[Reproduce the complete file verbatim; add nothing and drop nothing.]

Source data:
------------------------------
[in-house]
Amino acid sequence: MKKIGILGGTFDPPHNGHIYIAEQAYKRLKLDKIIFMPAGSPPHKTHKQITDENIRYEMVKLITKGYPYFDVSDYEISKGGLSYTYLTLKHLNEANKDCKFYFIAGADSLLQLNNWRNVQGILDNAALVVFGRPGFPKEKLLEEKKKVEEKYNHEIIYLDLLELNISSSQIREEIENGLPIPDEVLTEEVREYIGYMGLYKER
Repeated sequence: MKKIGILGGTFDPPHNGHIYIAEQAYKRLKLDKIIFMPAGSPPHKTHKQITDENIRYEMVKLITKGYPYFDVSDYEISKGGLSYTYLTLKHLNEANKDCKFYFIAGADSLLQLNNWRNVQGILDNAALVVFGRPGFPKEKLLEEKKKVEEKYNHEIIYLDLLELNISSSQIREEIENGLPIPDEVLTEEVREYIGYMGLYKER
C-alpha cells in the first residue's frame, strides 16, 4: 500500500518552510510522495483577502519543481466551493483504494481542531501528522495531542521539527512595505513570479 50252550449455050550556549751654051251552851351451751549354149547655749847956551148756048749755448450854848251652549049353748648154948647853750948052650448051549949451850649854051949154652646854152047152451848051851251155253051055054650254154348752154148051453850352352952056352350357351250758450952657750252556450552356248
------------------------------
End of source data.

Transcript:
[in-house]
Amino acid sequence: MKKIGILGGTFDPPHNGHIYIAEQAYKRLKLDKIIFMPAGSPPHKTHKQITDENIRYEMVKLITKGYPYFDVSDYEISKGGLSYTYLTLKHLNEANKDCKFYFIAGADSLLQLNNWRNVQGILDNAALVVFGRPGFPKEKLLEEKKKVEEKYNHEIIYLDLLELNISSSQIREEIENGLPIPDEVLTEEVREYIGYMGLYKER
Repeated sequence: MKKIGILGGTFDPPHNGHIYIAEQAYKRLKLDKIIFMPAGSPPHKTHKQITDENIRYEMVKLITKGYPYFDVSDYEISKGGLSYTYLTLKHLNEANKDCKFYFIAGADSLLQLNNWRNVQGILDNAALVVFGRPGFPKEKLLEEKKKVEEKYNHEIIYLDLLELNISSSQIREEIENGLPIPDEVLTEEVREYIGYMGLYKER
C-alpha cells in the first residue's frame, strides 16, 4: 500500500518552510510522495483577502519543481466551493483504494481542531501528522495531542521539527512595505513570479 50252550449455050550556549751654051251552851351451751549354149547655749847956551148756048749755448450854848251652549049353748648154948647853750948052650448051549949451850649854051949154652646854152047152451848051851251155253051055054650254154348752154148051453850352352952056352350357351250758450952657750252556450552356248